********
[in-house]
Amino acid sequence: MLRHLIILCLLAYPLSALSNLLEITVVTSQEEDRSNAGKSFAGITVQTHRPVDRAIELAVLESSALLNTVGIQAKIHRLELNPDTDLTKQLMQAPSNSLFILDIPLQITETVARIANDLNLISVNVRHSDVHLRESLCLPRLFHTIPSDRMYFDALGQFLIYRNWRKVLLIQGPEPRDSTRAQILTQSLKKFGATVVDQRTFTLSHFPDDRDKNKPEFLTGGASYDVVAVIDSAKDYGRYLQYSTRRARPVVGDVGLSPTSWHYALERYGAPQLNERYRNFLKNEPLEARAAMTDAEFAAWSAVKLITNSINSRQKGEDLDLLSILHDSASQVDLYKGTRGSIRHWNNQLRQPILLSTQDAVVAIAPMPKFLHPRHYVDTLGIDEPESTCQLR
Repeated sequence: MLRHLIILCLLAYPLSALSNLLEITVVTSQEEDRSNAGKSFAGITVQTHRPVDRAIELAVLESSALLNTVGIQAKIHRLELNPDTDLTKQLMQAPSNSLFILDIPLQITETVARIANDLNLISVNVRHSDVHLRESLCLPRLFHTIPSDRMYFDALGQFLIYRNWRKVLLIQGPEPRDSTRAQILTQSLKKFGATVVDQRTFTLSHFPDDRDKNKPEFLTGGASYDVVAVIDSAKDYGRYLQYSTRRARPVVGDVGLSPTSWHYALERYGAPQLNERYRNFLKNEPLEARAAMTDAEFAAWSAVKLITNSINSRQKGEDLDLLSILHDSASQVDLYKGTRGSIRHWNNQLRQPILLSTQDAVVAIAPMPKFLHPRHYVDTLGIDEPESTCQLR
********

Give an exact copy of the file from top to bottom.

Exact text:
[in-house]
Amino acid sequence: MLRHLIILCLLAYPLSALSNLLEITVVTSQEEDRSNAGKSFAGITVQTHRPVDRAIELAVLESSALLNTVGIQAKIHRLELNPDTDLTKQLMQAPSNSLFILDIPLQITETVARIANDLNLISVNVRHSDVHLRESLCLPRLFHTIPSDRMYFDALGQFLIYRNWRKVLLIQGPEPRDSTRAQILTQSLKKFGATVVDQRTFTLSHFPDDRDKNKPEFLTGGASYDVVAVIDSAKDYGRYLQYSTRRARPVVGDVGLSPTSWHYALERYGAPQLNERYRNFLKNEPLEARAAMTDAEFAAWSAVKLITNSINSRQKGEDLDLLSILHDSASQVDLYKGTRGSIRHWNNQLRQPILLSTQDAVVAIAPMPKFLHPRHYVDTLGIDEPESTCQLR
Repeated sequence: MLRHLIILCLLAYPLSALSNLLEITVVTSQEEDRSNAGKSFAGITVQTHRPVDRAIELAVLESSALLNTVGIQAKIHRLELNPDTDLTKQLMQAPSNSLFILDIPLQITETVARIANDLNLISVNVRHSDVHLRESLCLPRLFHTIPSDRMYFDALGQFLIYRNWRKVLLIQGPEPRDSTRAQILTQSLKKFGATVVDQRTFTLSHFPDDRDKNKPEFLTGGASYDVVAVIDSAKDYGRYLQYSTRRARPVVGDVGLSPTSWHYALERYGAPQLNERYRNFLKNEPLEARAAMTDAEFAAWSAVKLITNSINSRQKGEDLDLLSILHDSASQVDLYKGTRGSIRHWNNQLRQPILLSTQDAVVAIAPMPKFLHPRHYVDTLGIDEPESTCQLR